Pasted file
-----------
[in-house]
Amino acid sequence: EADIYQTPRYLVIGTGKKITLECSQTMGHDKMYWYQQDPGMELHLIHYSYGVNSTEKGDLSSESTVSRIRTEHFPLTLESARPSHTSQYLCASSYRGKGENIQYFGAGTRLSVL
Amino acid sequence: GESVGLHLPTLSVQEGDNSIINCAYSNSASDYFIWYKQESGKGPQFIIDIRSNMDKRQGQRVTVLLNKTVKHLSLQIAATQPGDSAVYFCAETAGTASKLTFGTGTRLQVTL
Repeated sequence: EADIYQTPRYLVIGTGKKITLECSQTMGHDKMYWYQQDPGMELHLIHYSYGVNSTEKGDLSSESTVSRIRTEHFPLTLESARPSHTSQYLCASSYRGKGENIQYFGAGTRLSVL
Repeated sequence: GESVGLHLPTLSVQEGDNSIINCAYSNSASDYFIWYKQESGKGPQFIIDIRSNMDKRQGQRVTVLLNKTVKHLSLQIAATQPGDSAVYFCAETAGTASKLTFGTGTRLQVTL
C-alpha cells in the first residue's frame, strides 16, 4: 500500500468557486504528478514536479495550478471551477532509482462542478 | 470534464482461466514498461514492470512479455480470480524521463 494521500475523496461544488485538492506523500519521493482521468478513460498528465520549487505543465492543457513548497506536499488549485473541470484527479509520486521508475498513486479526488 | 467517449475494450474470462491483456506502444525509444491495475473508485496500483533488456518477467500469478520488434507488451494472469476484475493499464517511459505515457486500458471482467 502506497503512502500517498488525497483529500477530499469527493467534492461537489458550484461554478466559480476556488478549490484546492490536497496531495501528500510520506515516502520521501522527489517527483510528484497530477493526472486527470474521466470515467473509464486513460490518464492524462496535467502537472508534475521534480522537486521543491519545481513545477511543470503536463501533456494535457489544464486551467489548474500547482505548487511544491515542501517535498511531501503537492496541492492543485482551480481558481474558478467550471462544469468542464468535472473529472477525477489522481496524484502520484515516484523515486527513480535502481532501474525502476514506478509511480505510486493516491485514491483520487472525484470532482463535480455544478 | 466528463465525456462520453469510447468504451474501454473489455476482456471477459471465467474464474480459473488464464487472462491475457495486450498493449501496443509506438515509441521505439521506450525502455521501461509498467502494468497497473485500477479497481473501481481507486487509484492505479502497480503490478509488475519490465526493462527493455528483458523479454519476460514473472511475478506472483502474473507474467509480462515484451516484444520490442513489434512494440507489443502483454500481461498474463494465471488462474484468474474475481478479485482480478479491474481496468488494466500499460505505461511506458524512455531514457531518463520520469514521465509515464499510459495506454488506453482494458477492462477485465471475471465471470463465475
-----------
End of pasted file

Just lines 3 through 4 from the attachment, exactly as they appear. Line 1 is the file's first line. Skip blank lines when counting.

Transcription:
Amino acid sequence: GESVGLHLPTLSVQEGDNSIINCAYSNSASDYFIWYKQESGKGPQFIIDIRSNMDKRQGQRVTVLLNKTVKHLSLQIAATQPGDSAVYFCAETAGTASKLTFGTGTRLQVTL
Repeated sequence: EADIYQTPRYLVIGTGKKITLECSQTMGHDKMYWYQQDPGMELHLIHYSYGVNSTEKGDLSSESTVSRIRTEHFPLTLESARPSHTSQYLCASSYRGKGENIQYFGAGTRLSVL